Wednesday, July 1, 2020

YAFL: Yet Another Fractal Lamp

My brother, the distiller, built a bar in his living room, and I thought that he might like a bar-worthy lamp for it, so I got busy.

I recently bought a couple 5 lb spools of transparent PETG filament (edge glow glass from Keene Village Plastics) that has some bluing in it to make it look like the glass that old Coke bottles were made from- I thought it would be great for a lamp shade, especially for colored lights because the bluing in the filament emits a beautiful, pale blue fluorescence. I've used PETG filament before, but this is the best I've used. It printed without a lot of hairs or charred blobs ending up all over the prints. I will be buying more. I suspect that all the "edge glow" colors they sell are fluorescent.

In a single wall, the stuff really does look like glass:

I searched through my collection of fractal based designs and settled on one I had previously used. I made some changes to make it more printable and for esthetic purposes, and sliced it for the new filament.

The print failed twice with the controller complaining of a heater fault. The first time I thought it might be because of a power outage (that's not a heater fault, is it?) due to a local thunderstorm, so I examined the printer and restarted the print. It got to about 23 hours and failed again. I took the cover off the printer so I could access the controller board and found that the screw terminals on the PT1000 interface board were stripped and had let the pressure off the wire enough to make the connection intermittent. 

The nice thing about prints like this is that even the failures can be useful, and no one knows they're failures if you don't tell them!

I replaced the cable and switched to the other PT1000 input on the interface board, then restarted the print. It made it all the way this time- 564.5 mm. It used 759 g of filament.  I printed it with a 0.4mm nozzle at 50 mm/sec, 3 perimeters, 0.25 mm layers. Total print time was 36 hours, 13 minutes and 57 seconds. Print time was included about 2 seconds per layer in order to make the layer synchronized time lapse video. 564.5 mm x 4 layer/mm x 2 sec/layer = 4516 sec = 75.27 minutes.

The camera had a problem when shooting the photo sequence that would become a layer synchronized time lapse movie. Even though I locked white balance, focus, and exposure, the brightness of the images varied a lot resulting in some really annoying flickering in the video. This only seems to happen when the print is lit by UV. I couldn't see any brightness variation or flickering of the light in the printer, so I checked the EXIF data of some of the brighter and darker images and found that the camera was varying the ISO value. Maybe a bug in Open Camera? I also found that the Mooni button suddenly isn't reliably working with the camera. Sometimes it triggers the camera and sometimes it tries to change the speaker volume setting. Hmmm. More problems to solve...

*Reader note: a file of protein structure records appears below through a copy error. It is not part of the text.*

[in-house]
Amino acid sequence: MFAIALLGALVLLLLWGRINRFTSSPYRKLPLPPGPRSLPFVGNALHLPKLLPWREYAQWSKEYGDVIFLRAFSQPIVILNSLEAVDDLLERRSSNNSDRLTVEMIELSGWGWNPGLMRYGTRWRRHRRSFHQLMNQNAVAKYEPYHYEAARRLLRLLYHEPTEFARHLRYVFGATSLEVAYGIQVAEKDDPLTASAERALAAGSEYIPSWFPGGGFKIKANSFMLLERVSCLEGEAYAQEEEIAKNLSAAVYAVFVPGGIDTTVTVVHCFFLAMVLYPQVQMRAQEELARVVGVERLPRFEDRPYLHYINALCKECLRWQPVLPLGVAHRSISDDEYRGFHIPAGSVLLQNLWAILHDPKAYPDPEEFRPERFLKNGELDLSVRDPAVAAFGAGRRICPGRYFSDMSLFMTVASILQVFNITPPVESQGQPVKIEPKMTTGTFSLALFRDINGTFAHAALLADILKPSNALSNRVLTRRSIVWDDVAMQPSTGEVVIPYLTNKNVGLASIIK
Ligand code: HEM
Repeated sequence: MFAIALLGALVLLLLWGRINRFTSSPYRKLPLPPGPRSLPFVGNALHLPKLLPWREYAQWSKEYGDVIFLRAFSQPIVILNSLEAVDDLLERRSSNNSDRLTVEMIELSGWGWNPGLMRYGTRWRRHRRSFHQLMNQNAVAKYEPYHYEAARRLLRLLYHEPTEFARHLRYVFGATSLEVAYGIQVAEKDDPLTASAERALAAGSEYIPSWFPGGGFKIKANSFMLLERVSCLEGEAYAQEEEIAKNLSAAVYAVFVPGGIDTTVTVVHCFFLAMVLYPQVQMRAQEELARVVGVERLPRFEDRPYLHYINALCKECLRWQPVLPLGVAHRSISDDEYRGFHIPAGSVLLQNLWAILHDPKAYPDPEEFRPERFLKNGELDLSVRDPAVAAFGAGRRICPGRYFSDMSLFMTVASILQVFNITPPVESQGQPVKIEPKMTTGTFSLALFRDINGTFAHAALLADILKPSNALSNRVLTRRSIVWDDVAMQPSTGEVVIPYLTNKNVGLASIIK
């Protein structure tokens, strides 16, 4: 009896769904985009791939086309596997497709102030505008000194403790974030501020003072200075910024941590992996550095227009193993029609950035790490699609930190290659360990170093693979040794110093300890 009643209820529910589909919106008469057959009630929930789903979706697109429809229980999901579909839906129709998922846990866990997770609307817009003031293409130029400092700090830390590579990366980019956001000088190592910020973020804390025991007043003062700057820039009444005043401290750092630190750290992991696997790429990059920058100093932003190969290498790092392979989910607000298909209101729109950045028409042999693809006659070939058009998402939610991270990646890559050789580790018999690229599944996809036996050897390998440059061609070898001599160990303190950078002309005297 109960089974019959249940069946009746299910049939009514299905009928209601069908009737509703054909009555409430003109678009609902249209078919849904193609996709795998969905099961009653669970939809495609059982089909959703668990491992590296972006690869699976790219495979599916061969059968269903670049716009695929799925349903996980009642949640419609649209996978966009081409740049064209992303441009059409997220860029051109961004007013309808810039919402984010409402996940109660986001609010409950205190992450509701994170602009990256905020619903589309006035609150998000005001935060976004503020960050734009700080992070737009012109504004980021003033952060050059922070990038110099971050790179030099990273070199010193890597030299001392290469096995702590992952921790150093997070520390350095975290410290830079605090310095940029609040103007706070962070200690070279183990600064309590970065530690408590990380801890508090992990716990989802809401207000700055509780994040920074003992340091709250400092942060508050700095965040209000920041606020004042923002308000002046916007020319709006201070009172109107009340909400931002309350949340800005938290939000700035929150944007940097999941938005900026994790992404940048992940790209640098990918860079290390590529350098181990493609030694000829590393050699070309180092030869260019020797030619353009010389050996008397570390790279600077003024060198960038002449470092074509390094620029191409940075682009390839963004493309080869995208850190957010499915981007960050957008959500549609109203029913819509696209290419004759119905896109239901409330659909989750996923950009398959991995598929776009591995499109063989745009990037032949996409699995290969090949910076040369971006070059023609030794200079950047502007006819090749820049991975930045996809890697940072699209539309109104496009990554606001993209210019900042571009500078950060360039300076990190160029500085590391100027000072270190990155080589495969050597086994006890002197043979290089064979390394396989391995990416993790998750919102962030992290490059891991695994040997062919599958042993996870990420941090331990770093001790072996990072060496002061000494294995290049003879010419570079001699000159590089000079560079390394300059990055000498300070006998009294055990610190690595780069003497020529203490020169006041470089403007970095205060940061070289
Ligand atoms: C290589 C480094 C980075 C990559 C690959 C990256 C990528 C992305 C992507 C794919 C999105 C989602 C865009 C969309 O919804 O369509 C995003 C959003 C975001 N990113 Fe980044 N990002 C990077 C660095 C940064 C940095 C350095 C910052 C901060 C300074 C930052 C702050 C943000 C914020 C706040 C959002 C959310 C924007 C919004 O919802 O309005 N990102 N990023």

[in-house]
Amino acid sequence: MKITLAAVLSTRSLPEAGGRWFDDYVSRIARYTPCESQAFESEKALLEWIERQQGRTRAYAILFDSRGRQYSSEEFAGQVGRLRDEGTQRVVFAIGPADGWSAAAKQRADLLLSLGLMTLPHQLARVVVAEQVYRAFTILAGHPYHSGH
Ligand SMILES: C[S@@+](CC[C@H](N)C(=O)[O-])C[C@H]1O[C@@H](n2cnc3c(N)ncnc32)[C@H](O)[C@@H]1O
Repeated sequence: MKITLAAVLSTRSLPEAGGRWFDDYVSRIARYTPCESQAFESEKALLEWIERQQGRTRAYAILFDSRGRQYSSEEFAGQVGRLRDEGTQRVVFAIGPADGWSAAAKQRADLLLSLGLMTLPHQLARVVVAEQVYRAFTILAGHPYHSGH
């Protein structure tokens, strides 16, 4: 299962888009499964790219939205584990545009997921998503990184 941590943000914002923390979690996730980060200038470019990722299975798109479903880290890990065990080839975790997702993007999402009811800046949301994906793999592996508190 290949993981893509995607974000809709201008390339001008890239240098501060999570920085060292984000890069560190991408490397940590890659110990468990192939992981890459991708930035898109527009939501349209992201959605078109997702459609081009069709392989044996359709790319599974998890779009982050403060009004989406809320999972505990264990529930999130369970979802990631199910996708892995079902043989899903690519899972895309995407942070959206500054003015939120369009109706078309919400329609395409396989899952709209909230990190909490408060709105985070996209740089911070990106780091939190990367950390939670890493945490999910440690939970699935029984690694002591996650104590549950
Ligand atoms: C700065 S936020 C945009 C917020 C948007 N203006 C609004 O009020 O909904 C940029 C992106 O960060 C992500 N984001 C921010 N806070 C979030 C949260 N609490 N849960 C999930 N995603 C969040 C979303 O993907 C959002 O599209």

Here are some still photos shot while the print was running and almost finished:

This lamp has a round base, printed with black PETG. Unfortunately, the filament pigmentation wasn't consistent so parts of the print look lighter than the deep black color it started with. I used concentric top solid infill that makes the base look like a stack of vinyl records.

The light source is the same type Feit Electric 1600 Lumen, multicolor, wifi controlled LED bulb that I used in the last lamp, treated the same way- the two PCBs were separated and laid flat. The LED board is clamped to the top of the base by three screws that go through the heatsink plate inside the base. Yeah, I know it isn't going to be very good at dissipating heat that way, but the original heatsink was smaller and covered with plastic, so how warm is it going to get?

Pink/purple light, which is a combo of light from red and and blue LEDs, looks particularly nice. The bright center of the lamp looks pink while the rest of the shade fluoresces a pale blue color because of the blue LEDs. This photo doesn't quite do it justice:


Leave comments or a questions here and I'll try to post a response as soon as I can.